After planting, following bloom in the spring while the bulbs show their growing foliage, is a good time to fertilize with a well-balanced fertilizer. This is yet another reason for not planting your bulbs too deep. The Phosphorous in the balanced fertilizer will have a better chance of reaching the growing and dividing bulbs that are closer to the surface.
Bulbs are easy-to-care-for plants. They don’t require much additional attention. If you forget to fertilize, they will still reward you with color in the spring. Certainly don’t use a herbicide on grass that has had bulbs planted with it, however.
Using a weed and feed blend of fertilizer is a fast way to kill most of your bulbs. Dandelions are a small annoyance to endure for early spring color from your small bulbs.
Pests and Bulbs
Few pests affect these spring bulbs. Tulips are perhaps an exception, as burrowing rodents can eat the bulbs, and deer will find the bloom and foliage tasty. Plant your tulips in protected areas. Some go so far as to wrap the bulbs in chicken wire to prevent soil burrowing rodents from eating them.
Over-watering, especially in areas you wish to naturalize, can encourage fungal disease. Generally as long as gardeners use moderate watering, there shouldn’t be much trouble. Cut back on watering in the event you notice circles of loss in the spring.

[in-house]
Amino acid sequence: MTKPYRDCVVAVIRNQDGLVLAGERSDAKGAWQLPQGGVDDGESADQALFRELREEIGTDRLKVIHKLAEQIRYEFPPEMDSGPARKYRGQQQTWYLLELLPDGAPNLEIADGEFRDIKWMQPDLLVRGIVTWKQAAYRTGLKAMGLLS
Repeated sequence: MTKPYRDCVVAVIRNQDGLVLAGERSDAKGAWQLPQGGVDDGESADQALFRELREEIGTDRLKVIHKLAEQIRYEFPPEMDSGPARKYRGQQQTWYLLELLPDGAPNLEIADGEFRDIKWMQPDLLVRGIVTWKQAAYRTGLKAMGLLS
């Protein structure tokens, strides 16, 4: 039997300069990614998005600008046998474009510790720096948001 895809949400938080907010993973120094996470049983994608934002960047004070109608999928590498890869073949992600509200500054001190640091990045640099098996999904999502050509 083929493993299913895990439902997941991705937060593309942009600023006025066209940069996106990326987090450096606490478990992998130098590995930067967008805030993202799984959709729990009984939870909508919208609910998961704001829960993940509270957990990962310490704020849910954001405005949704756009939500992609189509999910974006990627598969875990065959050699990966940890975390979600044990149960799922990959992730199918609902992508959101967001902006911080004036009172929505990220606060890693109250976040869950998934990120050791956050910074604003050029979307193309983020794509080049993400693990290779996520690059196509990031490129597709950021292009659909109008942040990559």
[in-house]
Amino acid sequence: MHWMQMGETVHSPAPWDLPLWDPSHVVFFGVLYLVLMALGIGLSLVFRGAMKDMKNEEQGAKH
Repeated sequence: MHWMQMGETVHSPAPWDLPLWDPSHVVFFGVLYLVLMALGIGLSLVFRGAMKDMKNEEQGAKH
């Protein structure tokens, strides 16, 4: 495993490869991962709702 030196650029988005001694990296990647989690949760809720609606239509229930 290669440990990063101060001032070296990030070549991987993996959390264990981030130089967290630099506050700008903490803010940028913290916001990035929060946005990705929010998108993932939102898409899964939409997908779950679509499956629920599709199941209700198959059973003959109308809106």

You can also treat with mycorrhizal inoculants containing Tricoderma species spores. This genus will attack and kill the pathogenic fungi feeding on your bulbs. Once you find the fungal disease is corrected, you can replant those damaged sections.
Planting Fall Bulbs
That’s all there is to fall planted bulbs. Be sure to stock those areas of the garden clearly visible from your windows first. Winter and spring battle each other for control.
Watching spring plant life beginning with a cup of Joe while standing in a window on a cold blustery day is often enough to initiate Spring Fever without being uncomfortable outdoors.
Be sure to support philanthropic organizations selling bulbs for their superior quality, selection and advice. Then sit back and wait.
Your reward will be well worth the small amount of effort required. And, don’t forget that planting fall bulbs is an excellent project for young children. They won’t be able to damage or not plant any of the bulbs correctly. Planting bulbs is an excellent time to bond with your child as well as expose them to easy gardening activities.